The law firms that have represented you for a while have a big edge over other law firms if you conduct a competitive bid that pits them against each other. The incumbent firms know more about your business, your matters, your personnel, your likes and dislikes. In the dark, for the most part, are the non-incumbents, ignorant of the volume of your work, unsure about your management philosophies, unaware of corporate history, behind the eight ball (See my post of Dec. 17, 2007: challenges faced by firms not familiar with you; Feb. 15, 2006: being an incumbent doesn’t guarantee selection; Nov. 14, 2005: different criteria for incumbents than for new firms; Feb. 6, 2007: new firm has ways to reveal chemistry; Jan. 27, 2006: incumbents try harder due to the endowment effect; Dec.16, 2005: complacency as it afflicts incumbent firms; Dec. 14, 2008: low rate of firing entrenched firms; March 31, 2009: RFP doesn’t necessarily mean disaffection with incumbents; April 9, 2009: in 50 competitions, incumbents won half the time.).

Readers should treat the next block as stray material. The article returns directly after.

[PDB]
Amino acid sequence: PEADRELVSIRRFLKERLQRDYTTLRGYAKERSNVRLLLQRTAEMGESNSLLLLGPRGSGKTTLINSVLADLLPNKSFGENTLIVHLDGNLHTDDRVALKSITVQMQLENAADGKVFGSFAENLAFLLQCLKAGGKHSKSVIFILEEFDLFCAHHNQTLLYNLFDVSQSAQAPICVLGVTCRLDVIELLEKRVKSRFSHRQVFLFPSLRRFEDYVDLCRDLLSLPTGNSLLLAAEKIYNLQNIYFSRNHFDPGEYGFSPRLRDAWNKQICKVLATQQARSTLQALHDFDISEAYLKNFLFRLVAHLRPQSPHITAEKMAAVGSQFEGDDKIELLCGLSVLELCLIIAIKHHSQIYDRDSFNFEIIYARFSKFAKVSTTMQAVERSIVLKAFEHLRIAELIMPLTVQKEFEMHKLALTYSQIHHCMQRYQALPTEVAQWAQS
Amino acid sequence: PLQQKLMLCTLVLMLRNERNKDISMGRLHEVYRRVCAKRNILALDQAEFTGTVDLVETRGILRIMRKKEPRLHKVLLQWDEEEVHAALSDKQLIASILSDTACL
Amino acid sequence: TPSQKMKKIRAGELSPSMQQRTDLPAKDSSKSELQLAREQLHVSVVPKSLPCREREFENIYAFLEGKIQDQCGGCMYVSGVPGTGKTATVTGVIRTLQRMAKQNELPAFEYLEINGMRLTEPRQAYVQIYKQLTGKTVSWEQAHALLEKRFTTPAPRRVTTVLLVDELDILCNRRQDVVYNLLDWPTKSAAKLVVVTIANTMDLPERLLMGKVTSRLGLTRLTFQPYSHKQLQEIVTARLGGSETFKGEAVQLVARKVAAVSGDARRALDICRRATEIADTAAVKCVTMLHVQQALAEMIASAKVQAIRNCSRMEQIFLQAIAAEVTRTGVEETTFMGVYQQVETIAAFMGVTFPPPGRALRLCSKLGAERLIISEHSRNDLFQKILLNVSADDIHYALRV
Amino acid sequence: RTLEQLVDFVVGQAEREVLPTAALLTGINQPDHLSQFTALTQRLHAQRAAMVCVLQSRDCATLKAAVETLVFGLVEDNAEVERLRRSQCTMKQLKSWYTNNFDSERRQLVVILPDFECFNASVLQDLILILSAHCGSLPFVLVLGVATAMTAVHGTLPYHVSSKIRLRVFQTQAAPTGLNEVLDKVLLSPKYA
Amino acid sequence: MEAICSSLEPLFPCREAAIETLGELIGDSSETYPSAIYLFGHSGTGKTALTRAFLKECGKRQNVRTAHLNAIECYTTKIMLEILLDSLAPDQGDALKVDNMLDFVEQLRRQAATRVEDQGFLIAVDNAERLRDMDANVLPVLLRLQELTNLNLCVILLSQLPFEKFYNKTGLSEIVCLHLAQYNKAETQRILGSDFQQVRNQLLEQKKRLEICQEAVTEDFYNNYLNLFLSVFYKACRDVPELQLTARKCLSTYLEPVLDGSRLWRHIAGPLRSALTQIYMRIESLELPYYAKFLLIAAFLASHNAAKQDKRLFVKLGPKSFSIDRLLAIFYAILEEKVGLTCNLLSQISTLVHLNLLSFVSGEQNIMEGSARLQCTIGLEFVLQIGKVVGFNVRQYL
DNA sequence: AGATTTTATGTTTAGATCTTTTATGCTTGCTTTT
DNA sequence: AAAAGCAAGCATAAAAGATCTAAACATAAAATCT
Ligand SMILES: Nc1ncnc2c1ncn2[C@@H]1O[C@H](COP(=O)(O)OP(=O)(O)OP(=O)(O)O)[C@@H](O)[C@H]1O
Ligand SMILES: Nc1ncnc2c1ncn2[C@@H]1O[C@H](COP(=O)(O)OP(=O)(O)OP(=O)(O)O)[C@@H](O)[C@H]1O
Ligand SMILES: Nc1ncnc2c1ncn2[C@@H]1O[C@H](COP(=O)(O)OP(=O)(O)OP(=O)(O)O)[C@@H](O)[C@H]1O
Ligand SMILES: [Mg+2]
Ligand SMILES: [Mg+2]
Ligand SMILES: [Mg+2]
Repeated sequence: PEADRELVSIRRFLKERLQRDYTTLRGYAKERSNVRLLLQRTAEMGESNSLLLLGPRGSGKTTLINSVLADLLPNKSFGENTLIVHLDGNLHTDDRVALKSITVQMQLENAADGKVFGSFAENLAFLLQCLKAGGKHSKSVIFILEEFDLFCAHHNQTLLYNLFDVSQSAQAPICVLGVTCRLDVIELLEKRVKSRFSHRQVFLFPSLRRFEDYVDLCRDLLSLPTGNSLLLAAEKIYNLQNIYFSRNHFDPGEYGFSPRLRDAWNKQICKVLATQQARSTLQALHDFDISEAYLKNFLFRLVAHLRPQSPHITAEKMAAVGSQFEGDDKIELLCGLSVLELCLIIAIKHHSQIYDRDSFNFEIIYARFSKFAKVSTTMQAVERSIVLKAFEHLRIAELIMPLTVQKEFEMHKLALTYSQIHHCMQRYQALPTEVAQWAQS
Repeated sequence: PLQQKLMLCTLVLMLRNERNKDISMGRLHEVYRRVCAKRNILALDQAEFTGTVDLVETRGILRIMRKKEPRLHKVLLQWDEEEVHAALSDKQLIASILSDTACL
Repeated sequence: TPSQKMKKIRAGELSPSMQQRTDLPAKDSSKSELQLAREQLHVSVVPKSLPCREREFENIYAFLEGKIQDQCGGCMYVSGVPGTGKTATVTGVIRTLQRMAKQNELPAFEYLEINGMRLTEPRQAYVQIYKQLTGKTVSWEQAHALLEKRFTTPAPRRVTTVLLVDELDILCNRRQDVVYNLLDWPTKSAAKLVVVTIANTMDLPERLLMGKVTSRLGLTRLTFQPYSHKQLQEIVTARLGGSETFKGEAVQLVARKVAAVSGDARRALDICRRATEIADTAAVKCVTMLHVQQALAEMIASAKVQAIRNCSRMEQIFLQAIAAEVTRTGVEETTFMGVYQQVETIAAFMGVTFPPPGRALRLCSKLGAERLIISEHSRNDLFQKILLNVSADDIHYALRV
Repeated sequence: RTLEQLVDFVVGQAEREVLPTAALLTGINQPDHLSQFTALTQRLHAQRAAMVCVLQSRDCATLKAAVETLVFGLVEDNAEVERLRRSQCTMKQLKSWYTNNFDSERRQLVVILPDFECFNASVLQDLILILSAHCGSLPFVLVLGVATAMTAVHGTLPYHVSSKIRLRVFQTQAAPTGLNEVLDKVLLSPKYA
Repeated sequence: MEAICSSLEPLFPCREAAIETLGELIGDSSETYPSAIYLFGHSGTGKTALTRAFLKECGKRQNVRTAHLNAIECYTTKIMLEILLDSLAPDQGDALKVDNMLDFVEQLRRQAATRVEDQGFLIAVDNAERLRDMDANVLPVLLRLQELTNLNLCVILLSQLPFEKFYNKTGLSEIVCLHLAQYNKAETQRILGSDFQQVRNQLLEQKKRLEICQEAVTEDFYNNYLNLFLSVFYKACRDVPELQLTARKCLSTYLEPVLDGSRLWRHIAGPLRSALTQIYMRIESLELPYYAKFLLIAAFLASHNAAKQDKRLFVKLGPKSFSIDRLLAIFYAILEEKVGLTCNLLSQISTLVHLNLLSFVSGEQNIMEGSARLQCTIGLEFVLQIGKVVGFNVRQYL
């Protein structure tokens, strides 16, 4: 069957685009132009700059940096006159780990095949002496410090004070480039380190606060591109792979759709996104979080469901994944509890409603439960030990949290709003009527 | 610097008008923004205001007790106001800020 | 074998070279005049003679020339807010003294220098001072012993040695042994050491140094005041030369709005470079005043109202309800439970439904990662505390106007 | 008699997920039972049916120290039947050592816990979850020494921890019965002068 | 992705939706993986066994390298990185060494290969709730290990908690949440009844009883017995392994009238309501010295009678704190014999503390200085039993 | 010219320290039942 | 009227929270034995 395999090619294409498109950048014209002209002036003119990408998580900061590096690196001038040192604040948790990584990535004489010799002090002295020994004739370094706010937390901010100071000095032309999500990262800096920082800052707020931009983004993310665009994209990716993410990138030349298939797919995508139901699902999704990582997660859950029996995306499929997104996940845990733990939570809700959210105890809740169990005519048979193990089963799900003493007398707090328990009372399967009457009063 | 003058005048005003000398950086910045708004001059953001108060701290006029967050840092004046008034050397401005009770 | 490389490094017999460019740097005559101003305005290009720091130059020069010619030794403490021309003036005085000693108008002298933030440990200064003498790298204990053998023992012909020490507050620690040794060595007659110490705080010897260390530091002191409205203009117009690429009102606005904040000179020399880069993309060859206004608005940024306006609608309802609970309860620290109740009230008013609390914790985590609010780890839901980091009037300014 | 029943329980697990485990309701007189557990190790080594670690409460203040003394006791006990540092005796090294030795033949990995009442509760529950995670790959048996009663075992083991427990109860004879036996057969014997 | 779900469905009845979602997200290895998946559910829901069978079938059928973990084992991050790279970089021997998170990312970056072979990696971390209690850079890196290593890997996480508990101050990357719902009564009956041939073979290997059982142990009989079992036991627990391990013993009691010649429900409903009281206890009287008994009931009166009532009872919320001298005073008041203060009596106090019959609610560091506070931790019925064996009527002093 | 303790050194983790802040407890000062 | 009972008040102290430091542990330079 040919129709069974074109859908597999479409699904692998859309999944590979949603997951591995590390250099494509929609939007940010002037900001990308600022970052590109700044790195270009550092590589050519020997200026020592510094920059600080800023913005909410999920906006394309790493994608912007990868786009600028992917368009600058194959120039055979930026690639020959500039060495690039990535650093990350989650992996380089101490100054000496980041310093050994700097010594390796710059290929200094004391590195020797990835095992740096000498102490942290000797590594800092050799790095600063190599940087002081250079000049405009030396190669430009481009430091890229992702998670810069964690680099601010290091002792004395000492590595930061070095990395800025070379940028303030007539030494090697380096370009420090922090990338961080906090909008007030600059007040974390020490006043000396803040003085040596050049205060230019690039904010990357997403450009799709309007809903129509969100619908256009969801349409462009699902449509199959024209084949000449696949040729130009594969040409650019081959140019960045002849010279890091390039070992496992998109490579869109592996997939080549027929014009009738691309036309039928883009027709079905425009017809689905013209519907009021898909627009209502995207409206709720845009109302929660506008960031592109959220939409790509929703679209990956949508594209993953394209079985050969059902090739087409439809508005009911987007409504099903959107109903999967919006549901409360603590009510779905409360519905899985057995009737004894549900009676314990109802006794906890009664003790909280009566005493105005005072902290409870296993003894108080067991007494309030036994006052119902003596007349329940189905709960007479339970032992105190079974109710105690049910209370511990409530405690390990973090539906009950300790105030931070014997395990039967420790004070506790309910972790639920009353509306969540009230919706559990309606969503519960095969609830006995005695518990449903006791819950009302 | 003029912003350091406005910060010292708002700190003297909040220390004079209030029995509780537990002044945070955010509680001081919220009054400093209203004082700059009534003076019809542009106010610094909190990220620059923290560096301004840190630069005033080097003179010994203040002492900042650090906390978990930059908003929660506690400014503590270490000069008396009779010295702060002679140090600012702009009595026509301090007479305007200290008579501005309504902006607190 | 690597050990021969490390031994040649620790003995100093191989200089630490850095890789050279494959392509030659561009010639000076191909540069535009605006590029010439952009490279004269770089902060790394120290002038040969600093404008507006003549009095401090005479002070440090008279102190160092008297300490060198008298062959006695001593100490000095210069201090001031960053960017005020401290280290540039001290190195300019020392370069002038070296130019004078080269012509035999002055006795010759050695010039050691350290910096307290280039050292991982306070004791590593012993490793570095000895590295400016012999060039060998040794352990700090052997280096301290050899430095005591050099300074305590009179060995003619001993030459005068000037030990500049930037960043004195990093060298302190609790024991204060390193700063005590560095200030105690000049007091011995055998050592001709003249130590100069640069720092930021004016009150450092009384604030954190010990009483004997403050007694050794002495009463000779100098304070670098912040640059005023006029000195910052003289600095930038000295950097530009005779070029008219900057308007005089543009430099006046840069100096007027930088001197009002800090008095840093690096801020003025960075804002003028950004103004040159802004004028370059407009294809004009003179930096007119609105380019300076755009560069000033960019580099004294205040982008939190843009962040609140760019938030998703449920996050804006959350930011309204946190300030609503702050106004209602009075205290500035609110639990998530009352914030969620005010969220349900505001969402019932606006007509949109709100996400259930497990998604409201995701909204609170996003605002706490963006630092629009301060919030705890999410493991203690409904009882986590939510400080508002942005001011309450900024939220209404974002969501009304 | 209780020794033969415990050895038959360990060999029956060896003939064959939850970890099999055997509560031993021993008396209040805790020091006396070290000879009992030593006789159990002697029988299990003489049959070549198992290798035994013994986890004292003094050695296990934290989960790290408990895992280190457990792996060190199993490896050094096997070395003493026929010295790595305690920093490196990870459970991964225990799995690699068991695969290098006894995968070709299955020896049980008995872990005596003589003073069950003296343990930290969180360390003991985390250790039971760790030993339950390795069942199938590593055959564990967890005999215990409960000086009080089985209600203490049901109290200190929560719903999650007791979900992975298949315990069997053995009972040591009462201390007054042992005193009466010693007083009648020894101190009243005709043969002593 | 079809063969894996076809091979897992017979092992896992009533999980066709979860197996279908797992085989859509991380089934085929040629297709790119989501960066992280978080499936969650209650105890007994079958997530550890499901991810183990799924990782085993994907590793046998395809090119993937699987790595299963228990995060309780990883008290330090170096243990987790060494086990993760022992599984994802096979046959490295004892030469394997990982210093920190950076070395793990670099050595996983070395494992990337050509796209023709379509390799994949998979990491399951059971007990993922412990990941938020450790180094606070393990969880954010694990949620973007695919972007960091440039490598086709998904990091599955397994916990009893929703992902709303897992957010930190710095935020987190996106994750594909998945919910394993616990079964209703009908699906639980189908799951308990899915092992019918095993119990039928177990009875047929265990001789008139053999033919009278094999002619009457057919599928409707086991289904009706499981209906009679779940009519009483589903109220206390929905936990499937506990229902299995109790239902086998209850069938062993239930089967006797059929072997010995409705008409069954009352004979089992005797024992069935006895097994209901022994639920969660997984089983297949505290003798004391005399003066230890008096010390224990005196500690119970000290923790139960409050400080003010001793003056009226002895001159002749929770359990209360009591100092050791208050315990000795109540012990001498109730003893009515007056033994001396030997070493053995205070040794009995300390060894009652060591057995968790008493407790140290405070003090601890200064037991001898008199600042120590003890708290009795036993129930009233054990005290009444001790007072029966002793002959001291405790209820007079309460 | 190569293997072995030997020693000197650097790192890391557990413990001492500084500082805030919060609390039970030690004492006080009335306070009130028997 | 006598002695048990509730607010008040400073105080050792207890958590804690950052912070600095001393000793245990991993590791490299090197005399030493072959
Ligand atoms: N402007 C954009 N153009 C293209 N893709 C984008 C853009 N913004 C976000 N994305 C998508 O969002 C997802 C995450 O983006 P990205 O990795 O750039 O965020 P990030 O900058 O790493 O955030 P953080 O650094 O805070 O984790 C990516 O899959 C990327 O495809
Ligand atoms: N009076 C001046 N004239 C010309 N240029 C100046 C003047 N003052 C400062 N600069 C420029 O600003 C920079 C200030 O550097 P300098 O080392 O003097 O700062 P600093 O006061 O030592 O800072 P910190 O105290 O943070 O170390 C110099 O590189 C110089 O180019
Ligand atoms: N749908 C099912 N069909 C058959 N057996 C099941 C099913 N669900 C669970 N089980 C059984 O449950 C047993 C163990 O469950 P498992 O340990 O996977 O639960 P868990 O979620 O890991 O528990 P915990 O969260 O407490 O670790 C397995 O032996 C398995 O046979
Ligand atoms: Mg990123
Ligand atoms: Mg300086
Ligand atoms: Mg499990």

To redress these disadvantages of new firms, which I assume you want to do so that you can consider competitive newcomers hungry for your work, you can do some things to favor non-incumbents. Most fundamentally, tell them more and go out of your way to give them data and background information to come up to speed (See my post of Nov. 9, 2006: provide ample data in an RFP.). Perhaps you should host a special dial-in call just for the non-incumbents (See my post of Nov. 23, 2008: control the information free-for-all during the RFP process.). Or you might allow them to do interviews of your lawyers or some onsite due diligence. Toward the end of the competition, when you judge the final proposals, take into allowance the newcomers’ relative disadvantage.